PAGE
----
So, Coach, I look forward to seeing you in Nashville, and I will be on the sidelines on Friday nights cheering you on. I am glad to be on the same team. We both have some good work to do.

L. A. Extra

rams game (2)Los Angeles has taken the Noah’s Ark approach to professional sports by lining up teams two-by-two in professional baseball, basketball, hockey, and football, and during the past eleven years while I have called L.A. home, one franchise has at least made it to the championship game(s) in each respective sport. Kobe and the Lakers won the NBA Finals in 2009 and 2010. Quick and the Kings hoisted the Stanley Cup in 2012 and 2014. Kershaw and the Dodgers came up just short in the World Series in 2017 and 2018. And just in time to round off the set before I head to Music City, Goff and the Rams go and give the Patriots a run for their money in the Super Bowl in 2019. Not a bad record for a single city.

So I don’t complain about L.A. as a sports city—the quality and quantity is really amazing. The only odd thing is that (rabid Laker/King/Dodger/Ram fans notwithstanding) there is so much going on in this great American city that Sports-mania never really takes over the town. It would be crazy to know how many Angelenos were unaware that the Super Bowl was yesterday—I suspect far more than there would be in other smaller market cities with a team in the big game.

This is neither bad nor good—just odd—and I attribute it entirely to the sheer size and diversity of Los Angeles. Over 100 million people watched the Super Bowl yesterday, a mind-boggling number, but even crazier is that over 10 million people live in Los Angeles County (a recent graph showed that 43 states have a smaller population than L.A. County!).

So there’s a lot happening here. That’s one of the things I have really enjoyed about living in the City of Angels. But it is possible to miss remarkable things happening in your own backyard because there is so much going on.

There’s your life lesson: Keep your eyes open. The extraordinary is all around us.

 

Major News

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I announced to our church family this morning that Jody and I will move to Nashville, Tennessee, in March where I have been hired to serve as Vice President of Student Life at Lipscomb University.  I am humbled and honored to serve in this important role and join the Lipscomb community, but it will be difficult to say goodbye to the Pepperdine community that has been our family for the past eleven years.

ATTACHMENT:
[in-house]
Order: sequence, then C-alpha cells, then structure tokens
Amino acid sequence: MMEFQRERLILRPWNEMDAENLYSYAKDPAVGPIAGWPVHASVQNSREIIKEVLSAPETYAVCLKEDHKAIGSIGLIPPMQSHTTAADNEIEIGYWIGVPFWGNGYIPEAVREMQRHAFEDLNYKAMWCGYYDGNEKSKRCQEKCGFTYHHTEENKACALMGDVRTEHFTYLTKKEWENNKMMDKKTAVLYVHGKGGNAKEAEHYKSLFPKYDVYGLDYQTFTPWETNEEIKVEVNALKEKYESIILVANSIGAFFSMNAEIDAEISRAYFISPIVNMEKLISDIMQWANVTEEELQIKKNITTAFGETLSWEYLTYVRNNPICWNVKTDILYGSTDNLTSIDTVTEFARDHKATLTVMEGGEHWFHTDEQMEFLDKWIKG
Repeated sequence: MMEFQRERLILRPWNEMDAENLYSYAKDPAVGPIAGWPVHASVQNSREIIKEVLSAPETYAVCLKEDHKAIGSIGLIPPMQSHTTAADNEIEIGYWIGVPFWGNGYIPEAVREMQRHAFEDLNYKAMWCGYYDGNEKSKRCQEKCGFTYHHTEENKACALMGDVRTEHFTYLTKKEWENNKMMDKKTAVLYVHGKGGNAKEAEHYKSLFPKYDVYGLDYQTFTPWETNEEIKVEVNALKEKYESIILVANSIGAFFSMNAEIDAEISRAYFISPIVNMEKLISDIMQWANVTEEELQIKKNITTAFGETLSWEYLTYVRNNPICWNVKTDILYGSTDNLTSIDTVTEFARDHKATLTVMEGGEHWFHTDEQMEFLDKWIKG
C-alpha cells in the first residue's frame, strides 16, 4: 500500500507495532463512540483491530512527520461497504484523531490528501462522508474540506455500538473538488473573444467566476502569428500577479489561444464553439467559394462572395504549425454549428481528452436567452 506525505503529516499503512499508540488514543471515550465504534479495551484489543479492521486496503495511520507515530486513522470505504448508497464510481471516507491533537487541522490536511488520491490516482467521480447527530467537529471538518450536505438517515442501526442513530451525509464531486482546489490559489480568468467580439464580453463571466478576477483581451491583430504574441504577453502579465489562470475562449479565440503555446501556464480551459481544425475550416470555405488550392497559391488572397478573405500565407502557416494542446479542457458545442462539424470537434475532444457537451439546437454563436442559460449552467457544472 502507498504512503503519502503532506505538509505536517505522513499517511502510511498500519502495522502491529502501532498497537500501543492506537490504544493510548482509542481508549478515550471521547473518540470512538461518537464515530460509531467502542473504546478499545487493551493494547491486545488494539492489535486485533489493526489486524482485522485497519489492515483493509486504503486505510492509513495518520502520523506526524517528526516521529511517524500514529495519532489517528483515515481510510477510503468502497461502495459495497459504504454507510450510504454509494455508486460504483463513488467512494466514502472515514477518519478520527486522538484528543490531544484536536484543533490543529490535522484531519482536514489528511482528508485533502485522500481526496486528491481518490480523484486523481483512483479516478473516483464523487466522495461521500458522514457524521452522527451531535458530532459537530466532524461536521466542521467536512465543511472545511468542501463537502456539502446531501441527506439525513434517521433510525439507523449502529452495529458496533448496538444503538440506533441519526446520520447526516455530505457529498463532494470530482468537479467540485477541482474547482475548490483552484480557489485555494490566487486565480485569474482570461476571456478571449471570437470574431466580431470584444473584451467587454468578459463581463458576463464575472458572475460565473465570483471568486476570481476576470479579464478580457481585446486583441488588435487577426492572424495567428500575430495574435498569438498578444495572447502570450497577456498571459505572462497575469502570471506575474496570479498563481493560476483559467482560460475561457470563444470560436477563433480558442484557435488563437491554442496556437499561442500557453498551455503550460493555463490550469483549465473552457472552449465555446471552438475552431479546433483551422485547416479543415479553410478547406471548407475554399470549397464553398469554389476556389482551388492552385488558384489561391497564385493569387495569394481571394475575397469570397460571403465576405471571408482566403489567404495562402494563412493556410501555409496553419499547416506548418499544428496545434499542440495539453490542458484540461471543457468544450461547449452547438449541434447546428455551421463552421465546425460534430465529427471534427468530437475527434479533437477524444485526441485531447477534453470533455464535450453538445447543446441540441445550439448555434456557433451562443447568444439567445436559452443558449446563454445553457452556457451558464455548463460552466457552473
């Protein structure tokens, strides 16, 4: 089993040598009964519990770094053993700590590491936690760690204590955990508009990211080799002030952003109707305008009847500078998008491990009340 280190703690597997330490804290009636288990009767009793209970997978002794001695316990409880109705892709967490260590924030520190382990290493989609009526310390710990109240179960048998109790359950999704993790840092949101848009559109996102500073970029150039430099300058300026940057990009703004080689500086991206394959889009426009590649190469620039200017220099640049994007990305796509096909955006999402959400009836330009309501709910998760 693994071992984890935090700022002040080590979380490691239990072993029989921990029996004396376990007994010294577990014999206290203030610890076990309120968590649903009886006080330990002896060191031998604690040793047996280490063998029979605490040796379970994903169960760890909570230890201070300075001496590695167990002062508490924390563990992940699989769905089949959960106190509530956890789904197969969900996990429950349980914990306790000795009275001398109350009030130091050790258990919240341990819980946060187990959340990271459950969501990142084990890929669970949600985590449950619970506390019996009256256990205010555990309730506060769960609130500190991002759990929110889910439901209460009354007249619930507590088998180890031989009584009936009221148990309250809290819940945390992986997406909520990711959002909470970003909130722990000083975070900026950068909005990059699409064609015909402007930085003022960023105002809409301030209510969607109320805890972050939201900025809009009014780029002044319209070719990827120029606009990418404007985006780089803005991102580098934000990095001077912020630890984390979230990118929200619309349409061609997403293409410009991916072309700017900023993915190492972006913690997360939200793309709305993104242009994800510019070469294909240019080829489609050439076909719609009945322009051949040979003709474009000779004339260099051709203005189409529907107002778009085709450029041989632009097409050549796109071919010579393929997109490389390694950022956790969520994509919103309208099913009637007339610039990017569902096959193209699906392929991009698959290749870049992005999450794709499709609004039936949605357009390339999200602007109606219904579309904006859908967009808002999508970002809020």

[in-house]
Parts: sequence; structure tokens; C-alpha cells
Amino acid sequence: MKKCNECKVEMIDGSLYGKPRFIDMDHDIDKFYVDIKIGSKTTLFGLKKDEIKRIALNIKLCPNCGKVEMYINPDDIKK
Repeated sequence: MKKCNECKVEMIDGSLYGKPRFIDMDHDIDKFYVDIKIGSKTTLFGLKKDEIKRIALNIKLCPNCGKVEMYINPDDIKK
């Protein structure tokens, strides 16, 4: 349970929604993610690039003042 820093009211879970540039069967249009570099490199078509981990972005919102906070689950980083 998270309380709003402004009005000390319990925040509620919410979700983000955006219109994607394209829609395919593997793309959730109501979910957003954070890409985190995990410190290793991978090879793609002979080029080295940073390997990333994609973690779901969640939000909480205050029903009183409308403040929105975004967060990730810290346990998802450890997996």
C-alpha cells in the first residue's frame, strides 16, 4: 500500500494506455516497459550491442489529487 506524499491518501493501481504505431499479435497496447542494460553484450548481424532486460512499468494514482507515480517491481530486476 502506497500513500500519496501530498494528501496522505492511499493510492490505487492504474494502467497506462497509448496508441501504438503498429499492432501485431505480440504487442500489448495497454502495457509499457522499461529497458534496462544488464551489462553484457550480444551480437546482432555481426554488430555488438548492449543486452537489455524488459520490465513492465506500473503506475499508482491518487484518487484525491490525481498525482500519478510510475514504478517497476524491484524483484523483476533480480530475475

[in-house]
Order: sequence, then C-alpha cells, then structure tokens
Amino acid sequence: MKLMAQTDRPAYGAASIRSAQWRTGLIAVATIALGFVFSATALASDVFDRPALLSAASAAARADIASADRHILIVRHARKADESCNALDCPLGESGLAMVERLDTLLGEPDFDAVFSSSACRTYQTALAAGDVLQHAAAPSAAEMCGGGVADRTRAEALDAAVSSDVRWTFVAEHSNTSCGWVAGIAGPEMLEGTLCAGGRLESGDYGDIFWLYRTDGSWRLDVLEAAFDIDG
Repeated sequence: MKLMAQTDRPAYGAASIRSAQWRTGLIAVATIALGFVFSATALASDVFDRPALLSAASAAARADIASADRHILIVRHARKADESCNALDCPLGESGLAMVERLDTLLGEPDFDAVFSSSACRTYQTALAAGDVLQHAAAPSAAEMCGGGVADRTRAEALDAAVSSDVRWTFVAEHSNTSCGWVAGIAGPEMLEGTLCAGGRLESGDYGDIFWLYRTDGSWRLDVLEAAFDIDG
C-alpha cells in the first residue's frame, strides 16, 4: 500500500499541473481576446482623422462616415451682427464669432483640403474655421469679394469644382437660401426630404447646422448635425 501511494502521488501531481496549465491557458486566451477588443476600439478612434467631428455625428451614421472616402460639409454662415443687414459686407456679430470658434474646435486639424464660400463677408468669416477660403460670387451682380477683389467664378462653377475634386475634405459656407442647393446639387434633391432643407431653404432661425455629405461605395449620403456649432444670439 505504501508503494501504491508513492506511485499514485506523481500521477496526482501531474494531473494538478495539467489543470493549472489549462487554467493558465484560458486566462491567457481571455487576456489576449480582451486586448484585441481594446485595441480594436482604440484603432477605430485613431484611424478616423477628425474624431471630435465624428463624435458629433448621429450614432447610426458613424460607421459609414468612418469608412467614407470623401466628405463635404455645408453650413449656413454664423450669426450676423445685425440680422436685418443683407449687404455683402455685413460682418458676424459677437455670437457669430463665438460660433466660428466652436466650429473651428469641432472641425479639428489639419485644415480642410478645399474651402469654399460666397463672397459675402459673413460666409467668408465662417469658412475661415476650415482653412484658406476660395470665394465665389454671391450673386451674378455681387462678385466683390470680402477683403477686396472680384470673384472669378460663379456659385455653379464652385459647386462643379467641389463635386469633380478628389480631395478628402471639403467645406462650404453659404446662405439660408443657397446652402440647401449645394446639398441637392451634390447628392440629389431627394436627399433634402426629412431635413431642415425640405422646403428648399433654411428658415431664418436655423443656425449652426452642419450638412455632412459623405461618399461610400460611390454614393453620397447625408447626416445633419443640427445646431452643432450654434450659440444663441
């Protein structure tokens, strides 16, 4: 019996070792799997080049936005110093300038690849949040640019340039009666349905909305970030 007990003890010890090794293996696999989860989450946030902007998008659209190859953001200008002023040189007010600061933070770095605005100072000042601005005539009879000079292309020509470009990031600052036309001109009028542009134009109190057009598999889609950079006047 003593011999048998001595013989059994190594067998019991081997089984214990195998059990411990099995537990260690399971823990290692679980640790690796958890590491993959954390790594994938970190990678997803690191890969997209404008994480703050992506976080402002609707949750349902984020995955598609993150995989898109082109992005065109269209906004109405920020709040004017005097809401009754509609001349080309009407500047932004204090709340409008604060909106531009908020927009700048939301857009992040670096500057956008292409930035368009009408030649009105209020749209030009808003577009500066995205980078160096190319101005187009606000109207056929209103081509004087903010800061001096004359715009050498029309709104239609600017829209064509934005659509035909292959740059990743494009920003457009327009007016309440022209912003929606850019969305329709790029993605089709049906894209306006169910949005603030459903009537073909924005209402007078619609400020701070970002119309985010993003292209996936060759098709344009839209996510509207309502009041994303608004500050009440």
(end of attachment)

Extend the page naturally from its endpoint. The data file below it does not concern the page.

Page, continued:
Our time at Pepperdine has been transformative for all for us—for Jody, Erica, Hillary, and for me. And when I say transformative, that touches on all aspects of our lives: intellectually; physically; socially; spiritually; emotionally; and professionally. We are and will forever be grateful.

But for my sweet wife and I, it is very clear that we have been called to another stage of this pilgrimage called life. I can say that a decision “has never been clearer,” but in fact we have experienced such clarity on a few other memorable occasions. When we met and knew instantly that we would be married. When we decided to be houseparents at Children’s Homes, Inc. When we chose Ocean Springs over another offer. When we chose Pepperdine over other schools. None of those previous choices made sense in an easily-articulated way, but we were 100% sure that each was supposed to happen—and each time that strong feeling was rewarded over and over again.

So although it makes little sense to leave such wonderful people in such a wonderful place, we leave with deep gratitude and a most confident expectation that we will discover a world full of blessings beyond anything we ask or imagine. We have seen this show before.

 

Mudbound

mudbound picWe were simply looking for a movie to watch on Netflix and Mudbound had rave reviews. Watch it. But fair warning: It is difficult to watch. It is difficult to watch because the storytellers do a masterful job of portraying the sort of lives that were difficult to live. The movie is a disturbing, compelling, haunting, yet beautiful work of art.

Mudbound features the intertwined stories of two rural Mississippi families, one black and one white, when one member from each family returned home following World War II. I will spare you the full movie review (especially preserving the memorable ending) and just state that systemic poverty, racism, and PTSD are terrible things and that all sorts of people—the beautiful, the complicated, and the perverse—are all mixed up in it.

I learned that the movie came from a novel of the same name by Hillary Jordan, and since we all know that books are better than their movies, I can only imagine how good it must be. The novel reportedly contains the line, “Death may be inevitable, but love is not. Love, you have to choose.”

This seems particularly important to consider on this special holiday that remembers Dr. King. On this day and every day, like Dr. King, may we choose love. “Hate is too great a burden to bear.”